Another End of the World is Possible
by John Halstead
- The scientific reason why there is no Planet BWe don’t just need a planet roughly the same size and temperature as Earth; we need a planet that spent billions of years evolving with us.
- The Original Heresy: Homesickness, Civilization, and Transcendental Religion (part 2)To be pagan is nothing more and nothing less than to be fully human, fully human in a more-than-human world. The alienating forces of civilization—including Christianity, yes, but also capitalism, industrialism, the Enlightenment, and patriarchy—have divided us from ourselves, from each other, and from the more-than-human world. The work of being pagan today, then, is to reclaim our humanity.
- The Original Heresy: Homesickness, Civilization, and Transcendental Religion (part 1)The original heresy is the belief that the earth is not our home, that our real life is somewhere else—whether in heaven or a future technotopia. We embrace this heresy to make sense of that nagging feeling that something is wrong with the world itself. But the real reason we feel this way is because civilization alienates us from everything that makes us human.
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“What will it take for human beings to change? I think, maybe, it would take dying. Maybe the only way we could experience a conversion to a biocentric way of life is if we believed—if we really knew—that we were going to die. ‘We will not save what we do not love,’ wrote the ecotheologian, Thomas Berry. Maybe radical love is only possible when we give up hope for ourselves.”
From the Back Cover
In these essays, author and activist, John Halstead, takes us from a 2016 environmental protest at a Midwestern tar sands refinery to a mid-20th century Mexican cornfield stricken with blight to a bloody sacrifice to the Mother Goddess in ancient Rome, and from ancient pagan myths to the latest superhero movies to speculative fiction about a biocentric community of the future. In so doing, he explores the intersection of climate change and capitalism, hope and despair, death and denial, hubris and hero myths, love and limitations, popular culture and storytelling, and what it would really mean for our relationship with the natural world if we were to admit that we are doomed.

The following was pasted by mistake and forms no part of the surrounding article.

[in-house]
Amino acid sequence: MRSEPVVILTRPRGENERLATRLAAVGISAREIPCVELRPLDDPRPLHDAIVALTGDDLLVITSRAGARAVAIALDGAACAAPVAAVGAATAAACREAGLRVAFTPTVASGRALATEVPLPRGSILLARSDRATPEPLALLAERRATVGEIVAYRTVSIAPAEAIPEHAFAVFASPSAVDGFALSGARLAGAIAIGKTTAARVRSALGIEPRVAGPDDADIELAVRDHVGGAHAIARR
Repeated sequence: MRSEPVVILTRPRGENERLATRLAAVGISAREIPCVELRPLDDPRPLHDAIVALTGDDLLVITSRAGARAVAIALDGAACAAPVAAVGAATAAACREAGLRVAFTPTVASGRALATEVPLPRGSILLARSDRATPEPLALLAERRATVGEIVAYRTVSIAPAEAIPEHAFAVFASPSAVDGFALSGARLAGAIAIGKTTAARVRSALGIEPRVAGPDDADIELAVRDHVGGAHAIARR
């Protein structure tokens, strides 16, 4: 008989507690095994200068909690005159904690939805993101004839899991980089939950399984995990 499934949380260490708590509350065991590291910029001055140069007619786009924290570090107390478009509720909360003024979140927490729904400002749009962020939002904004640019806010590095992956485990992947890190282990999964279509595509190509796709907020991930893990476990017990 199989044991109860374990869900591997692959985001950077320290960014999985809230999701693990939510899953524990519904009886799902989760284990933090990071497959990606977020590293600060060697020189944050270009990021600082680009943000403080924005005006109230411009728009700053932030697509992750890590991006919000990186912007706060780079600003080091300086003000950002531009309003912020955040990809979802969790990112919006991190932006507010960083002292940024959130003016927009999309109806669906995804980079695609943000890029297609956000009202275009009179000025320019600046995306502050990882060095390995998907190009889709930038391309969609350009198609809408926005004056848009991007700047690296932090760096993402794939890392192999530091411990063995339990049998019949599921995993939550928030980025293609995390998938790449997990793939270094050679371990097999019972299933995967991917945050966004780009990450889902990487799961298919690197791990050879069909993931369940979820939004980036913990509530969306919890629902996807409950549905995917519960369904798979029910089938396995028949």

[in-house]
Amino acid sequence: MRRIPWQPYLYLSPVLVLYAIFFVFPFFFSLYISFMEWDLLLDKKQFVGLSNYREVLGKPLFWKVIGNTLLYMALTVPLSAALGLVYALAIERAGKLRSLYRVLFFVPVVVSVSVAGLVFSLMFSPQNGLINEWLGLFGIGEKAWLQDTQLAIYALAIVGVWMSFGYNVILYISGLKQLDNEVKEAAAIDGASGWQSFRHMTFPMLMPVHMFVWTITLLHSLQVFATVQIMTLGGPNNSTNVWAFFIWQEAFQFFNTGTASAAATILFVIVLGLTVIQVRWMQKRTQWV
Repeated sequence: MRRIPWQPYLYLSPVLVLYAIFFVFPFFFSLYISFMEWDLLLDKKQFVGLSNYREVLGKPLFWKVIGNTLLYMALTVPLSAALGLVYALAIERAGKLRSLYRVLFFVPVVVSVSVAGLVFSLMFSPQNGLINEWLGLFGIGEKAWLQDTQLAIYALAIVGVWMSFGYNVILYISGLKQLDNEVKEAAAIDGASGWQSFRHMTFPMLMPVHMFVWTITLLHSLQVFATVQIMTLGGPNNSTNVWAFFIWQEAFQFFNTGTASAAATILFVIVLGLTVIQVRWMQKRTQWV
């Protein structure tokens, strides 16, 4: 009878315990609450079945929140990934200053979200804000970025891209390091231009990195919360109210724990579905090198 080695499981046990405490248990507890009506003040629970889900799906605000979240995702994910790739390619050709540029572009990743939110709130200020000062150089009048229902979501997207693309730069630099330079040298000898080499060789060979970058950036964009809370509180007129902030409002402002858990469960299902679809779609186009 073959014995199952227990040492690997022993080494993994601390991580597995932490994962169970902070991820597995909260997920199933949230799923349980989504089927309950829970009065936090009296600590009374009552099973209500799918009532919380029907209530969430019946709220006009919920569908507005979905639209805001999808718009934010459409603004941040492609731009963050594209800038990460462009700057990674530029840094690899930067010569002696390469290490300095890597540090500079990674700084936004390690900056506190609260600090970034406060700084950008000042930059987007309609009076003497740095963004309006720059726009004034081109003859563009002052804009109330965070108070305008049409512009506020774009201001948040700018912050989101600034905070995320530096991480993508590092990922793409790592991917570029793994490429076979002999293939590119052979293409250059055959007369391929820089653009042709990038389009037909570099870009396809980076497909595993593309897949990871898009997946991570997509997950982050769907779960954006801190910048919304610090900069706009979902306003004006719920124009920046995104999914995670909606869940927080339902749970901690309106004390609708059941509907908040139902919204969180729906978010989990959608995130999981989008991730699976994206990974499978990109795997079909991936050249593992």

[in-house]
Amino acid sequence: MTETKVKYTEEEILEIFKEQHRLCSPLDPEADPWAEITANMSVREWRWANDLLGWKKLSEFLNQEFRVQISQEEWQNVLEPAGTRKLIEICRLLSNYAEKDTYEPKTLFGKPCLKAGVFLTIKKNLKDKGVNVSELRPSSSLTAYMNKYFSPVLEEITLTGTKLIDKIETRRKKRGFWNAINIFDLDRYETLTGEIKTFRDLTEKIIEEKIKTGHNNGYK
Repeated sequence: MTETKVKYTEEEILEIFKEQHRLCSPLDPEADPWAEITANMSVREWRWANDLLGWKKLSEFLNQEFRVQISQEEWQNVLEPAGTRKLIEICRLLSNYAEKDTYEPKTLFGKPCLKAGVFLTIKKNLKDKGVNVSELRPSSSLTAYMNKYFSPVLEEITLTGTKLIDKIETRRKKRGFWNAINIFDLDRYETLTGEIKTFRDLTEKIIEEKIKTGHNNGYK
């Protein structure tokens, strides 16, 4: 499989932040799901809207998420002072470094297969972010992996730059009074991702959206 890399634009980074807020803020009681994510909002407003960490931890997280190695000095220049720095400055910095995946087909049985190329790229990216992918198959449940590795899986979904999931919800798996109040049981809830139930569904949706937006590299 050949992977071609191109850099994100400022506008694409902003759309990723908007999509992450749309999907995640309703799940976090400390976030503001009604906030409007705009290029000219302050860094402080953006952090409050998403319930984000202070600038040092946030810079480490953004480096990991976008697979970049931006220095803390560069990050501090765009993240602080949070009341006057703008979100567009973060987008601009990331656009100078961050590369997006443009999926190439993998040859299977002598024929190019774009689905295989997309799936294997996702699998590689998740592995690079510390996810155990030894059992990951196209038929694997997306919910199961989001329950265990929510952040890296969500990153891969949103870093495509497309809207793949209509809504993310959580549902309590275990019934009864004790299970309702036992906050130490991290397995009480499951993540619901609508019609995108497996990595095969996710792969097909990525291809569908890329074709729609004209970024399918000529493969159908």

What If It’s Already Too Late
I had a terrible thought recently … “What if it’s already too late?”
Die Early and Often
We are doomed to walk the path of the Dying God.
The Yoga of Despair
What will it take for human beings to change? I think, maybe, it would take dying.
John Halstead is the author of Another End of the World is Possible (2019), in which he explores what it would really mean for our relationship with the natural world if we were to admit that we are doomed. John is a native of the southern Laurentian bioregion and lives in Northwest Indiana, near Chicago. He is a co-founder of 350 Indiana-Calumet, which worked to organize resistance to the fossil fuel industry in the Region. John was the principal facilitator of “A Pagan Community Statement on the Environment.” He strives to live up to the challenge posed by the Statement through his writing and activism. John has written for numerous online platforms, including Patheos, Huffington Post, PrayWithYourFeet.org, and Gods & Radicals. He also facilitates a climate grief support group affiliated with the Good Grief Network.
You can read more about John’s story here.
Questions for the End of the World
I want to know if you belong or feel abandoned.
If you know despair or can see it in others.
I want to know if you are prepared to live in the world with its harsh need to change you.
If you can look back with firm eyes saying this is where I stand.
I want to know if you know how to melt into that fierce heat of living, falling toward the center of your longing.
I want to know if you are willing to live, day by day, with the consequence of love and the bitter unwanted passion of your sure defeat.— excerpt from David Whyte’s “Self Portrait”
John’s Interview on Last Born in the Wilderness
“There is no reason for amazement: surely one always knew that cultures decay, and life’s end is death.”Robinson Jeffers
“When our day is come for the victory of death, death closes in; there is nothing we can do, except be crucified–and resurrected; dismembered totally, and then reborn.”Joseph Campbell
“The end of the human race will be that it will eventually die of civilization.”Emerson
“It’s only in recognizing the fact that our lives are limited, complicit, imperfect, and interdependent that we begin to understand what it means to live together in this world.”Roy Scranton
The Newsroom Episode
A Farewell Note
from Professor Brendan Mackey
Director Of Griffith Climate Change Response Program